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Check Out Hunter Molock’s Story

Today we’d like to introduce you to Hunter Molock.

Hi Hunter, thanks for sharing your story with us. To start, maybe you can tell our readers some of your backstories.
I grew up, like many artists, being told that art was only a hobby and the result in perusing it would be a career as a “starving artist”. So all my life, I believed I would become a marine biologist or a conservationist. It wasn’t until my senior year of high school in my second art class -ever- that my art teacher expressed her concerns that I wouldn’t be happy in STEM and that I should apply to at least one art school.

So I did. It wasn’t until I received my acceptance letter in the mail that I realized how desperately I wanted this. I just needed someone in my life to say it was okay to pursue art and that I could be successful. I will say, it was a risk choosing an art degree over the sciences. I’m the first in my family to go to college so I felt immense personal pressure to succeed and to feel the validation of my own choices.

Now that I’m in my senior year, I can genuinely say that I made the right choice as my voice as an artist, focusing on whimsy, shape language, and nature, is becoming more refined. So much of my past is buried in the work that I do now and the interests I’ve developed. I lived for so long thinking I would be a marine biologist, but now I’m an artist that focuses on forging a connection between people and the environment like I did with my internship this past summer with UGA Marine Extension and Georgia Sea Grant.

I illustrated a series of kiosk signs for a wetland conservation trail behind Oglethorpe Point Elementary School on St. Simons Island. It was incredibly rewarding to work and closely related to some of my interests like children’s book illustration, children’s cognitive development, and mushrooms, among other things.

My goal for the future is to primarily become a children’s book illustrator, which I believe manifested itself from my voracious love of books and finding solace in their escapism. I’m currently looking for representation at a children’s illustration agency and I look forward to making more work that makes my soul happy.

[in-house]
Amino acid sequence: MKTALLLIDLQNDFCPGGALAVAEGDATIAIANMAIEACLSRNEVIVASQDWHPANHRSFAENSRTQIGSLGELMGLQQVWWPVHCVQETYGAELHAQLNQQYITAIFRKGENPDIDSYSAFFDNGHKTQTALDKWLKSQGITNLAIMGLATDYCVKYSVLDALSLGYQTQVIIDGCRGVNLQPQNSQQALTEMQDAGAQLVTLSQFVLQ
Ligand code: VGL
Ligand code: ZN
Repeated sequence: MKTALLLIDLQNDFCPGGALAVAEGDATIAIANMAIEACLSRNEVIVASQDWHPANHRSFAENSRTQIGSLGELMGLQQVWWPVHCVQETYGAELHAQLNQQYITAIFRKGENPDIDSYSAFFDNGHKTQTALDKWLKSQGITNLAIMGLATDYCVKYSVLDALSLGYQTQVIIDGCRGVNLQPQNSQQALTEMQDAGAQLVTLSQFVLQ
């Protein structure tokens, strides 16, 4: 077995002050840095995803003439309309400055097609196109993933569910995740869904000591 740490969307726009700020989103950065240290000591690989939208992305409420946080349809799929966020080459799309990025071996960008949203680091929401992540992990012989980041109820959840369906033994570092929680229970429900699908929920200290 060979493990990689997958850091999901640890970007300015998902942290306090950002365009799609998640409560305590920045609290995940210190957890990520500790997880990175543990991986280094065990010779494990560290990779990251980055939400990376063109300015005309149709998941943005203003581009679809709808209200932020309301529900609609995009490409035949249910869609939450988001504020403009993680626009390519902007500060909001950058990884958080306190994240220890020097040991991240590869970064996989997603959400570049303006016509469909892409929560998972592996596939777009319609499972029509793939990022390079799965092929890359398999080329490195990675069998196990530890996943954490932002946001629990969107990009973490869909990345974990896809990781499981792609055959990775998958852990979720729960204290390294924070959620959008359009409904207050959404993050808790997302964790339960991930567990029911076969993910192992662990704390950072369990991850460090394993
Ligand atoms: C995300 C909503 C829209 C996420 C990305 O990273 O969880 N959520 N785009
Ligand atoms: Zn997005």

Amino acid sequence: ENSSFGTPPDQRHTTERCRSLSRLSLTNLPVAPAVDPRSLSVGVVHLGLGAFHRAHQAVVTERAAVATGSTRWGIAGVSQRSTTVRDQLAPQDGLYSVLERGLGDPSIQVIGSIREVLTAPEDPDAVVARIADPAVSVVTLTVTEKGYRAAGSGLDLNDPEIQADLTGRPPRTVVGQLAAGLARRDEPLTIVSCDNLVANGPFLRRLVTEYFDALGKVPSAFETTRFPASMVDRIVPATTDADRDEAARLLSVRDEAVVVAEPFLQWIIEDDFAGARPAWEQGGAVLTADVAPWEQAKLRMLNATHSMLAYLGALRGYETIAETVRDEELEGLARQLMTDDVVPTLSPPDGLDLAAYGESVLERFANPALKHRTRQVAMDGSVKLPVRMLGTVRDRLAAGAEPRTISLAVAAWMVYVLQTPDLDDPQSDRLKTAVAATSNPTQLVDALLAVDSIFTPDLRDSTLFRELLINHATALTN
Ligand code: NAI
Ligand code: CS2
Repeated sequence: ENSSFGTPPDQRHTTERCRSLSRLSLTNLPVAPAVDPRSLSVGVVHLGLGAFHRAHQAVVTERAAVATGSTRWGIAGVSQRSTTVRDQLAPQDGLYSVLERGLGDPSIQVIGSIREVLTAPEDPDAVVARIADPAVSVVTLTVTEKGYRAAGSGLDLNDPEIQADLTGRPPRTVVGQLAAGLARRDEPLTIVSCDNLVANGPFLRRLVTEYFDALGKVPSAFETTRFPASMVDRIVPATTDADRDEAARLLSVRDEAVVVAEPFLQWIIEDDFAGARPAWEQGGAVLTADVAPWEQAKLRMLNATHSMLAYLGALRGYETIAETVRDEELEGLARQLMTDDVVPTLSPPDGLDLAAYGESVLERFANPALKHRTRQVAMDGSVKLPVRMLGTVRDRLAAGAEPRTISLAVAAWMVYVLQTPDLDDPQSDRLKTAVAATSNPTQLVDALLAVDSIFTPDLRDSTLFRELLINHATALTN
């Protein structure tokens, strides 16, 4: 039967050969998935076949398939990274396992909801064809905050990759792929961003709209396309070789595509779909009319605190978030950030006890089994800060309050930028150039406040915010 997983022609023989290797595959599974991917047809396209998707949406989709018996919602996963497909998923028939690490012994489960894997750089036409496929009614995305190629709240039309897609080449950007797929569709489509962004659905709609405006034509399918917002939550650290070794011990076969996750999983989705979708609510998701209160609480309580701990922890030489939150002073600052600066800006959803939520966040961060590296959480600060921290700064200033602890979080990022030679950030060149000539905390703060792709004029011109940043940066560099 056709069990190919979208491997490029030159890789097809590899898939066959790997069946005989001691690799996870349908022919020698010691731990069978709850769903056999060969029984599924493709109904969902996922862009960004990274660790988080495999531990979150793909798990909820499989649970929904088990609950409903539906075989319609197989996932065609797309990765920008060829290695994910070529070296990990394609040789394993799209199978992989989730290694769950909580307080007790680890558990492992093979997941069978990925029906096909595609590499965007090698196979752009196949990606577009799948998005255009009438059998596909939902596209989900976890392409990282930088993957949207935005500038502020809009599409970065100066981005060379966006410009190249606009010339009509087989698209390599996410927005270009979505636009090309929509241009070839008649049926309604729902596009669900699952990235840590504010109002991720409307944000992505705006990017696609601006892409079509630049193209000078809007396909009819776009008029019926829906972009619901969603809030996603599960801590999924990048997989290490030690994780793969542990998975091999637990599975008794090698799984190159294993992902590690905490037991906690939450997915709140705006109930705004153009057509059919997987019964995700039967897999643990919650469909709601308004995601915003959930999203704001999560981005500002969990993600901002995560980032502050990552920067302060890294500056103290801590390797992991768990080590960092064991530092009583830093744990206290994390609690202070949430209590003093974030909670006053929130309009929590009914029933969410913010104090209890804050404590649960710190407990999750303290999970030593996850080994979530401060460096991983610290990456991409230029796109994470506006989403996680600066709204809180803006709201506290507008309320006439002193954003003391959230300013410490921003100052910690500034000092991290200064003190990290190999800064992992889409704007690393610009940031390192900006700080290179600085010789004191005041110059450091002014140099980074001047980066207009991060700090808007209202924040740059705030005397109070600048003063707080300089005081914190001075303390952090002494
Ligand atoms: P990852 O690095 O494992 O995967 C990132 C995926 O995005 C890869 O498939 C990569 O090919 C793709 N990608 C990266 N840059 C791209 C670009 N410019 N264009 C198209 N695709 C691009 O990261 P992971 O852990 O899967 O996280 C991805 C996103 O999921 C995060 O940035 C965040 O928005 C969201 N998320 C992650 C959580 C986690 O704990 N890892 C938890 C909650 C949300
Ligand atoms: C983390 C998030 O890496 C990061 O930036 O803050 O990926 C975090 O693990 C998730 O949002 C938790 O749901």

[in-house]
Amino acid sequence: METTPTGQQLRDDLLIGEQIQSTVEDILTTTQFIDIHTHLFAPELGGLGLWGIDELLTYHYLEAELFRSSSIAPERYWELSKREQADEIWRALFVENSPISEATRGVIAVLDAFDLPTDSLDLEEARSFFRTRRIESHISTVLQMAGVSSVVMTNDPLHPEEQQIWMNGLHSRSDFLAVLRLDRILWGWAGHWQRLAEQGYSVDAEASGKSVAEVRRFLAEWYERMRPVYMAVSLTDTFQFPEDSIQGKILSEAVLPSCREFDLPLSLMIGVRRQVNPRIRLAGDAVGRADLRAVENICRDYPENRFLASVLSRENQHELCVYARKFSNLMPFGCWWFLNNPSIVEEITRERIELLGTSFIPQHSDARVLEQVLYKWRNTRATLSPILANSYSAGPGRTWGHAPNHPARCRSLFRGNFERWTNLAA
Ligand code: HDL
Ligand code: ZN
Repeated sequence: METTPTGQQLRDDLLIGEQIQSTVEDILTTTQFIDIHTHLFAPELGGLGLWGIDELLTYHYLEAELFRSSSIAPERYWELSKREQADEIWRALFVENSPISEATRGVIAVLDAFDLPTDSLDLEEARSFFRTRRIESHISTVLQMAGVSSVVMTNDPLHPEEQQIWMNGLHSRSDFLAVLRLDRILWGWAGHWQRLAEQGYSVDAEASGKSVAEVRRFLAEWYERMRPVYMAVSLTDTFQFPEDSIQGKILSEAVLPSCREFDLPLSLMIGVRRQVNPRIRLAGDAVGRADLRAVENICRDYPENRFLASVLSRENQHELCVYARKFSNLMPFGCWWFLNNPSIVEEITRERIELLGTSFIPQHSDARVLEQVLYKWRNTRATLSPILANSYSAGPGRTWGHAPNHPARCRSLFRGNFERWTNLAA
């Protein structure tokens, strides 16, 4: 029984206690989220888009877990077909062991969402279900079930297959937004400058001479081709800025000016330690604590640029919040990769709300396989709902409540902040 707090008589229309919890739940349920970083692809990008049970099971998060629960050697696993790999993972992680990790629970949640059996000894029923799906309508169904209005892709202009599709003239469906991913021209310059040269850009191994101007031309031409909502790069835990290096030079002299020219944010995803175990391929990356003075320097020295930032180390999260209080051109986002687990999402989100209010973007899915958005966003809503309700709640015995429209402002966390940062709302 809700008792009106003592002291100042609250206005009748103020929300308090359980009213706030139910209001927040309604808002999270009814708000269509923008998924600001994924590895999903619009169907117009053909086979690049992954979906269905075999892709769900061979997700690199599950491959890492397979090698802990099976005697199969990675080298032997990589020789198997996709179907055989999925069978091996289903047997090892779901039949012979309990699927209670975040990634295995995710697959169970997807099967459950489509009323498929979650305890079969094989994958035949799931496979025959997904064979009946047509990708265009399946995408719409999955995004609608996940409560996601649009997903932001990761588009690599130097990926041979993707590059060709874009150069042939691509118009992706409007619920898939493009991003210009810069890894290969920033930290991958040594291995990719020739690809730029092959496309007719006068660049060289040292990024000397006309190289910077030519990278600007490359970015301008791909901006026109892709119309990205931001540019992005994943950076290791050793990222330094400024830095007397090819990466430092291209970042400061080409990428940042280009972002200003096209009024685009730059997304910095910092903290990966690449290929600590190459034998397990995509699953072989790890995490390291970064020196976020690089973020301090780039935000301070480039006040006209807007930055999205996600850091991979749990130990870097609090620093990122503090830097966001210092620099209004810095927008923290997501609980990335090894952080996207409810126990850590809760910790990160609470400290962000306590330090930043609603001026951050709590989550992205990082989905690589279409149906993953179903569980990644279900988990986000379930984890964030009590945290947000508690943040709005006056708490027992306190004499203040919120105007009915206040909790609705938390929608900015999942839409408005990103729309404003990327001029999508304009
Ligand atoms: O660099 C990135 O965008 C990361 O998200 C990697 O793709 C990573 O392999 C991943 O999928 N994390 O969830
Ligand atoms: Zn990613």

Would you say it’s been a smooth road, and if not what are some of the biggest challenges you’ve faced along the way?
I don’t think anyone’s road is perfectly smooth, especially when you are in the field I’m entering. Everything a creative does is innately tied to who we are and starting out in a creative field has its specific challenges as we search for our voice and “style” and who we actually are, instead of being told what we should be.

I know that I have struggled in the sense of embracing the things that others in my life may find odd and rejoicing when I find something that speaks to my own authenticity whether it be the patterned pants I recently bought or the work that speaks to me that I hang in my own room. And that doesn’t even touch on the stress of finances in paying for a college like SCAD [Savannah College of Art and Design] or the imposter syndrome that makes you question whether or not you’re enough until you create a project that quells that voice for a short period of time.

Recently, the biggest challenge I’ve experienced is the loss of too many people. Losing the people who are important to you changes your perception of the world and how you find yourself interacting with it, or at the very least, that’s true to me. And since high school, I have found a way to channel that grief into my art that has evolved over time that has helped me cope with reality, and to continue doing what I love.